Cartoon creators woo money men

Seven hundred European animators and television bosses are locking horns at Gwynedd to launch the cartoon heroes of the future.

The continent’s most creative cartoon makers are gathered for three days from Wednesday to show off pilots and pitch new series to 250 investors looking for co-production partners.

The meeting on the Faenol Estate is organised by the European Union media development programme Cartoon Forum, which visits a different country each September.

Eighty brand new animation projects are vying for slices of some 290m euros swishing around – money which could get six new Welsh ideas, and a record 31 UK pitches, onto screens around the world.

The event’s choice of Wales as a meeting point is testament to the growing admiration the country acquired in animation over the last 20 years – mainly the result of broadcaster S4C helping finance homegrown talent.

Demand for hotel rooms in Llandudno has outstripped supply with creatives and commissioners from 15 countries rubbing shoulders with crew members for the forthcoming Tomb Raider 2 movie, which begins filming in Snowdonia on Wednesday.

“In Wales, you cannot fail to be inspired,” said Cartoon Forum officer Alexandra Tholance.

“Legends abound. It is an astonishing place of fairly cartoon-like spirit.”

The forum is neither a festival nor a fair, but a space for animators and TV bosses to meet and agree finance for co-production – sharing the burden and selling their work across Europe in several languages.

Previous forums have seen 250 cartoons win 630m euros in funding with ideas making the transition from drawing board or five-minute pilot to final full series production.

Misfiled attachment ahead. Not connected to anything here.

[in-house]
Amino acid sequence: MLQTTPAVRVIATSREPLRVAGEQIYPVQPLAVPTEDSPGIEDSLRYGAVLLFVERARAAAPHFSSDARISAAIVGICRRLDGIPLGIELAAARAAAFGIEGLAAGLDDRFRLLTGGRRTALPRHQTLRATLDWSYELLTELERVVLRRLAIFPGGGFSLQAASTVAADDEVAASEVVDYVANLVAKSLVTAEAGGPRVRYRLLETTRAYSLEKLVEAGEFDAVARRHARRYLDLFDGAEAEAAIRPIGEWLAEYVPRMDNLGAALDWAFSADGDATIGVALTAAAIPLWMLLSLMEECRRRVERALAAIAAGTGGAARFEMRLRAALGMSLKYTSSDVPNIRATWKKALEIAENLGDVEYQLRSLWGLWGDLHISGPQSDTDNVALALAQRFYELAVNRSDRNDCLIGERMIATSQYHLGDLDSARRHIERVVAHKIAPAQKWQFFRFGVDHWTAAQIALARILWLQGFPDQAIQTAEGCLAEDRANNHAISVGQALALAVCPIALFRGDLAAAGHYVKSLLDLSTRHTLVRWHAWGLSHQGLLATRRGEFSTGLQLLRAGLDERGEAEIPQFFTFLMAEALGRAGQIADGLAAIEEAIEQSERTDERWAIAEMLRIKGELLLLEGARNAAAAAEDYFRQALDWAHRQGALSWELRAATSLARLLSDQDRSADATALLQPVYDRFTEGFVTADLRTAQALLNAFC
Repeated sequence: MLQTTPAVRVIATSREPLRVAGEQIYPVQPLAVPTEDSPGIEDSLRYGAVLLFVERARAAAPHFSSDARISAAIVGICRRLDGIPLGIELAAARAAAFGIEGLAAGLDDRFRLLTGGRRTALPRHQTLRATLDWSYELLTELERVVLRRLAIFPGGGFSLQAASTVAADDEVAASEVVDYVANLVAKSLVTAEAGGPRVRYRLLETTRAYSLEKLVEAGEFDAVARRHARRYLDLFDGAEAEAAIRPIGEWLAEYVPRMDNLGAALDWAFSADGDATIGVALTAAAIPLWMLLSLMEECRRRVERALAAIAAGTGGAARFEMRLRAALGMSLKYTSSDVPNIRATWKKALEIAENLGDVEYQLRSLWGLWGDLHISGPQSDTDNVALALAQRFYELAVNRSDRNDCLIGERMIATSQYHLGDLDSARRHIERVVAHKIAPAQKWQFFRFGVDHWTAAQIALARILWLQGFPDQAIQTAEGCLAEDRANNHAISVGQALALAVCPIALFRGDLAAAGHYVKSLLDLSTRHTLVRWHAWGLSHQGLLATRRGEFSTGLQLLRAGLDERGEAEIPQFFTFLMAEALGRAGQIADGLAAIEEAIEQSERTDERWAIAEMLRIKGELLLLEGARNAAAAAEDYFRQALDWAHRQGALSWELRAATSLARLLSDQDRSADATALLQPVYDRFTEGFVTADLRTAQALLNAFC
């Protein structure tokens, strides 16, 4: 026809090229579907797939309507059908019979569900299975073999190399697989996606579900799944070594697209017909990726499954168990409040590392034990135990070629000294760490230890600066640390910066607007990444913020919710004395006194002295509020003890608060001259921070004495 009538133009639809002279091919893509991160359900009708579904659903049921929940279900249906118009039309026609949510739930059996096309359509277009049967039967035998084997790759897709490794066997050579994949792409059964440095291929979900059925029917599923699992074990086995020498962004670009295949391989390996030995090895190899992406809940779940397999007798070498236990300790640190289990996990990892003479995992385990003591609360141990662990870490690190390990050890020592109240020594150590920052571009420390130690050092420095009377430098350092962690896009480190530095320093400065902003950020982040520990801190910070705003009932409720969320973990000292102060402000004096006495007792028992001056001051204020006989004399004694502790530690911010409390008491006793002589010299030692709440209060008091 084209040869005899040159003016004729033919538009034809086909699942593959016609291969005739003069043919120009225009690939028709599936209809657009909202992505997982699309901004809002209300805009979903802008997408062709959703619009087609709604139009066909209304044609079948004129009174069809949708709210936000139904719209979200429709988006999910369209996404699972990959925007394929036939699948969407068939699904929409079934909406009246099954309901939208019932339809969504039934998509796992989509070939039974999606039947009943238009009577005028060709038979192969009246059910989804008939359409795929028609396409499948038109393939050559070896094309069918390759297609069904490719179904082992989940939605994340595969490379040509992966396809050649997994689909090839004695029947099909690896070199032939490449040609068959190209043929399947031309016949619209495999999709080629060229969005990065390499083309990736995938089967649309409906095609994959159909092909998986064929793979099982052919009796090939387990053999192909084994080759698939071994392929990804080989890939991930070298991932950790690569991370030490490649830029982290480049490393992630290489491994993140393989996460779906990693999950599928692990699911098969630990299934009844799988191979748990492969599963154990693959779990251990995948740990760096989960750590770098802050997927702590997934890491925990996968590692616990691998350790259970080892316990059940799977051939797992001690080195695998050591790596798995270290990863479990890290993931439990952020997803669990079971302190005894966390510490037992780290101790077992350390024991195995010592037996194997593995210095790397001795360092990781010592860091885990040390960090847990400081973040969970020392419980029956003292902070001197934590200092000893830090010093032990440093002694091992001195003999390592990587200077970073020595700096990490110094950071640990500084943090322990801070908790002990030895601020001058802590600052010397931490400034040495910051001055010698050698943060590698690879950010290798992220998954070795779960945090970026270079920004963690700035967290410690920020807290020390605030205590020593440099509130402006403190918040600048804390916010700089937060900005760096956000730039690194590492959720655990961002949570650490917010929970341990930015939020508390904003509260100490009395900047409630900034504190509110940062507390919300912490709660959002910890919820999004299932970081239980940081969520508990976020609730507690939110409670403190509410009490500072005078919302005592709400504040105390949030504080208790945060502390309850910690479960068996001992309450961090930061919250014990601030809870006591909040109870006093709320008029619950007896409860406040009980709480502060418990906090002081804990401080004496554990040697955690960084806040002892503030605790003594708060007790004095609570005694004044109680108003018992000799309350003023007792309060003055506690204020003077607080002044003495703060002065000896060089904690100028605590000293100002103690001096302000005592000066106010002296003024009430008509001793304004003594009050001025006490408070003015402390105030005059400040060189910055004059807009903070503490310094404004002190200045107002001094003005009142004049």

By Friday, several deals should have been concluded and hundreds of new comic characters will leave Wales a step closer to enjoying idol status in thousands of youngsters’ eyes.

Animating Wales

In Wales, the animation industry is worth between £5m to £10m and employs at least 200 people, according to Superted creator and Welsh Animation Group chair Robin Lyons.

The independent sector has burgeoned since the creation of S4C 20 years ago, when it commissioned Superted from Siriol Productions of Cardiff.

“Despite a downturn in animation generally, things are holding up well in Wales,” Mr Lyons told BBC News Online.

“We have the talent here, but somehow have not yet managed to create a real industry. We’re working on it.

“S4C do a lot to support animation, and we are attracting contracts from outside Wales.

“Cartoon Forum gives us all an opportunity to show what Wales is about, and to showcase some of the projects being developed here.”